Mill’s first major literary essay in his own journal was the review of Tennyson (1835), which has links with the preceding years: as we have already mentioned, “The Two Kinds of Poetry” was first conceived as the prelude to a notice of Tennyson. Had such a notice appeared in 1833, what has been recognized as Mill’s early appreciation of Tennyson’s poems would have been even more remarkable. His view was enthusiastic: in a letter to J. P. Nichol he ranked them as “the best poems . . . which have appeared since the best days of Coleridge.”82 As is typical of him, impressions were retained: a particular view, he wrote to his wife twenty years later, is “as one fancies the valley in Tennyson’s Oenone, only that there is no forest or turf here”; Francis Mineka notes that Mill had quoted in his review the lines from “Oenone” beginning, “There is a vale in Ida.”83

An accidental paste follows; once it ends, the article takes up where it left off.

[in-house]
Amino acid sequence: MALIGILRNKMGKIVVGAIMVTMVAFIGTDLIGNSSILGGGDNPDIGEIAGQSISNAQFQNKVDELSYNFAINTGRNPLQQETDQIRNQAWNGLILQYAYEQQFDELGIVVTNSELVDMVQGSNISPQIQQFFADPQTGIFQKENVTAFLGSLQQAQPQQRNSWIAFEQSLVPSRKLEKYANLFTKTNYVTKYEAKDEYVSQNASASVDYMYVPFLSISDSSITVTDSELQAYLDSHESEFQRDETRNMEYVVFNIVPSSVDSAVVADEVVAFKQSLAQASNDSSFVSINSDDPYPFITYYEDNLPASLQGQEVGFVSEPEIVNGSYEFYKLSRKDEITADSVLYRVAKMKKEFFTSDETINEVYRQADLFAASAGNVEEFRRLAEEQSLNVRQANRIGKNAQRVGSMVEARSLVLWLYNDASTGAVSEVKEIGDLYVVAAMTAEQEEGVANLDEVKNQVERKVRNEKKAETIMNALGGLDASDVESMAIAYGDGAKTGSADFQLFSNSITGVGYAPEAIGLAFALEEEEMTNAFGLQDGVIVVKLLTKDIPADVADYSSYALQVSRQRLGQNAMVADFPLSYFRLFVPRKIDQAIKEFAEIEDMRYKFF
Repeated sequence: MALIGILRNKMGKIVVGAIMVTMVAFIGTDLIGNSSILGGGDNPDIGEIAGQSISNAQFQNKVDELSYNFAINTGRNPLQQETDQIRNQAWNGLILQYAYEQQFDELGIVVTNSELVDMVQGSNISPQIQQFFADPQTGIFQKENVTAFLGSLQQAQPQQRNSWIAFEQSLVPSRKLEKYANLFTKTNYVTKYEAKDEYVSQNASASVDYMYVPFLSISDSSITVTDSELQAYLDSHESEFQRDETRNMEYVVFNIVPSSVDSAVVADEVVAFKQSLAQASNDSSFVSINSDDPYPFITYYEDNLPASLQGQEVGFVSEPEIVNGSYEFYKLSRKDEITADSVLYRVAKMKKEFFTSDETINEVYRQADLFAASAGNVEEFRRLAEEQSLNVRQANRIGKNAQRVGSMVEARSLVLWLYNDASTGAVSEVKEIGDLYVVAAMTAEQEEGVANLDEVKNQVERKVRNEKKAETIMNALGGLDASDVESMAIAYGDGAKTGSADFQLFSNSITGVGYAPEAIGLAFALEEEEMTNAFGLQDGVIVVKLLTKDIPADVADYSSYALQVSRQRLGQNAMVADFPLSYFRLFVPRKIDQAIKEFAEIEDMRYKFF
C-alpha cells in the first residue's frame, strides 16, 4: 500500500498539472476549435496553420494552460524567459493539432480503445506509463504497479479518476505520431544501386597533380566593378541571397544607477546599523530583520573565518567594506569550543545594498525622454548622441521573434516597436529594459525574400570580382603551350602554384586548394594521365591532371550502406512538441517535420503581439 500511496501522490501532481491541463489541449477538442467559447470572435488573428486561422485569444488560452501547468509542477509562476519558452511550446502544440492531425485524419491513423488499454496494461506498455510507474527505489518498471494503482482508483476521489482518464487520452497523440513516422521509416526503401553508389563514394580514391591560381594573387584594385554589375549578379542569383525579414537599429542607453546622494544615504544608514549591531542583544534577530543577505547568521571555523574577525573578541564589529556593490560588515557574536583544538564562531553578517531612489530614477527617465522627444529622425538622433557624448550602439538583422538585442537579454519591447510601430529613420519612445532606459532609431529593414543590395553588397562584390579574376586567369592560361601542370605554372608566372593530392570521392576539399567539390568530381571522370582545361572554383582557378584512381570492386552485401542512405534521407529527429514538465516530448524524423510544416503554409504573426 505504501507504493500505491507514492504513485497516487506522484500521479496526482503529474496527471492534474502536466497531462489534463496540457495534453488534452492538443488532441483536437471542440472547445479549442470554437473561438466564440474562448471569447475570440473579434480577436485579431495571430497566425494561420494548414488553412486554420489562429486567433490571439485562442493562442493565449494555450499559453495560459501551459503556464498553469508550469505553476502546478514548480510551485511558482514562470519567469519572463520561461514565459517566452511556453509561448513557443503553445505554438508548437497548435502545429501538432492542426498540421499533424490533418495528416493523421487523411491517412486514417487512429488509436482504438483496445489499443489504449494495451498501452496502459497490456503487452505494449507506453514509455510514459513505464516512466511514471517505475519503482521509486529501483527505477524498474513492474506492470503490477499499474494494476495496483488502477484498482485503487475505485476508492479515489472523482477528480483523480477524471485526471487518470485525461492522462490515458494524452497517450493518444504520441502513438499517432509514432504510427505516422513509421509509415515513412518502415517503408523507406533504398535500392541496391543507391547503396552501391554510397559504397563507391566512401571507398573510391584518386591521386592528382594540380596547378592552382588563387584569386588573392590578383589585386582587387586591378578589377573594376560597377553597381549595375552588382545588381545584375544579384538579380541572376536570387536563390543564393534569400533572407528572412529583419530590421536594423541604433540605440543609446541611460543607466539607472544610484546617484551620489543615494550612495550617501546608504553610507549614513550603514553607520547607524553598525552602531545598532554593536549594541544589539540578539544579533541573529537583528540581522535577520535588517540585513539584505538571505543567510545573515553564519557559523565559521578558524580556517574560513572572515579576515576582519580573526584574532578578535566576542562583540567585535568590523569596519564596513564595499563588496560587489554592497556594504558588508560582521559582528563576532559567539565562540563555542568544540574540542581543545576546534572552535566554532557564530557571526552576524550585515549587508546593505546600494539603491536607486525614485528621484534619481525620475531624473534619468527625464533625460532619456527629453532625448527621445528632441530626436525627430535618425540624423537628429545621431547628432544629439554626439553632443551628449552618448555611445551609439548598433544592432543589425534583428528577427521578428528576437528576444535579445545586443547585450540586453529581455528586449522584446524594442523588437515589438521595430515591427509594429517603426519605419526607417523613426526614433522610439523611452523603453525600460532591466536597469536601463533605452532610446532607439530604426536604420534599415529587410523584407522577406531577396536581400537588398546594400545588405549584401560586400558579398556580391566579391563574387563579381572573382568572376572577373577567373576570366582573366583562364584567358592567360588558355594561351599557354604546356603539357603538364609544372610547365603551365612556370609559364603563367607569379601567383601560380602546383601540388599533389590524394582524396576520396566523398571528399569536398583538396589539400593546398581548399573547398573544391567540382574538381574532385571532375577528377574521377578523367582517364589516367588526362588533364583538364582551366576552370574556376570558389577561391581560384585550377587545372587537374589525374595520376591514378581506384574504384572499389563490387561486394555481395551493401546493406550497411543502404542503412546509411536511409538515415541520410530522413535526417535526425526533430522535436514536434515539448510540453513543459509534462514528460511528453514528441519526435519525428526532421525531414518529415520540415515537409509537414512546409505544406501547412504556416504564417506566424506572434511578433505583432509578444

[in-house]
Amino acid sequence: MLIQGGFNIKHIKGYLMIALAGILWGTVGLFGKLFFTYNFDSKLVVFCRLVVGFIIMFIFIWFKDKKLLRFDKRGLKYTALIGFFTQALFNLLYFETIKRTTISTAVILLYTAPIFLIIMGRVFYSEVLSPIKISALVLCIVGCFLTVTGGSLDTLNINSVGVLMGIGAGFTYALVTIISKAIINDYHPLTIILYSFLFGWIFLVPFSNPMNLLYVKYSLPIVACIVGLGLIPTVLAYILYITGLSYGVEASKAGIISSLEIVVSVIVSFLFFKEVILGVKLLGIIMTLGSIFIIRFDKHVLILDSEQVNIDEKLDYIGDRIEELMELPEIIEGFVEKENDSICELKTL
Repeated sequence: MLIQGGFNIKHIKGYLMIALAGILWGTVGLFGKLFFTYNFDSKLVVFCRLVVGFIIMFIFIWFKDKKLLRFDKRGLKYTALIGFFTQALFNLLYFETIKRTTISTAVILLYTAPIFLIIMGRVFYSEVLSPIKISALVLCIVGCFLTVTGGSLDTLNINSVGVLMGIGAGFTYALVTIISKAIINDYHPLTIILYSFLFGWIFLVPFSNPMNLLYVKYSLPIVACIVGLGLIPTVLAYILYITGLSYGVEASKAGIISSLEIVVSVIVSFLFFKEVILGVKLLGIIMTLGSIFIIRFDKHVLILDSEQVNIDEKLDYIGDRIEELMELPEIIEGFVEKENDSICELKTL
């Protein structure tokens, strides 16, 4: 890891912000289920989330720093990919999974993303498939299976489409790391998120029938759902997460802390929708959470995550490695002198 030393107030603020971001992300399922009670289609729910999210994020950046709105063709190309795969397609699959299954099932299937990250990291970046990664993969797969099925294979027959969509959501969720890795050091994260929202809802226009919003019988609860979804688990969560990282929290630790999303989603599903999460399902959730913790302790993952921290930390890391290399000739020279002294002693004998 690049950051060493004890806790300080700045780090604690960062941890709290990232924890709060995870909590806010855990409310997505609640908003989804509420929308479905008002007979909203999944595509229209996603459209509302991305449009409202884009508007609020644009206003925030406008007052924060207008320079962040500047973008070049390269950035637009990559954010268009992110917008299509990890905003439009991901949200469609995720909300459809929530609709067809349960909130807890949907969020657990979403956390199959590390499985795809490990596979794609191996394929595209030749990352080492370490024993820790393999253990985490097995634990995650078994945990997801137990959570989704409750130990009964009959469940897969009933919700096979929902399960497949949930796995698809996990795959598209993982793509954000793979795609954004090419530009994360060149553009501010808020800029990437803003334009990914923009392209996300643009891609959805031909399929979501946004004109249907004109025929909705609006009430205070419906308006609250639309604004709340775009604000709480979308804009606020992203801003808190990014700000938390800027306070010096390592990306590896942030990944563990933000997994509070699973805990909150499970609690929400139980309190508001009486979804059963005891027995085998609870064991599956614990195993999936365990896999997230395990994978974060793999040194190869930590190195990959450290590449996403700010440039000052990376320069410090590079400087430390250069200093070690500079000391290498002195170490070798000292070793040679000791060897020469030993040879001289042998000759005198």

Though Mill chose, regrettably and for unknown reasons, not to include his review of Tennyson in Dissertations and Discussions, the next three items from the London and Westminster were represented there, though, in one case, only by the opening and, in another, by the closing paragraphs. That is, the “review” parts were deleted, leaving the generalized comments appropriate to an exordium and a peroration. The subject of the first of these reviews, Arthur Helps’s Thoughts in Edition: current; Page: [xl] the Cloister and the Crowd, was another book that Mill held in more than a reviewer’s regard. According to Alexander Bain,

This [review] was another occasion when [Mill] displayed his passion for discerning and encouraging the first indications of talent and genius. I remember when I first came to London, this was one of the books he lent me; and we agreed that, in point of thinking power, Helps had not fulfilled the promise of that little work.84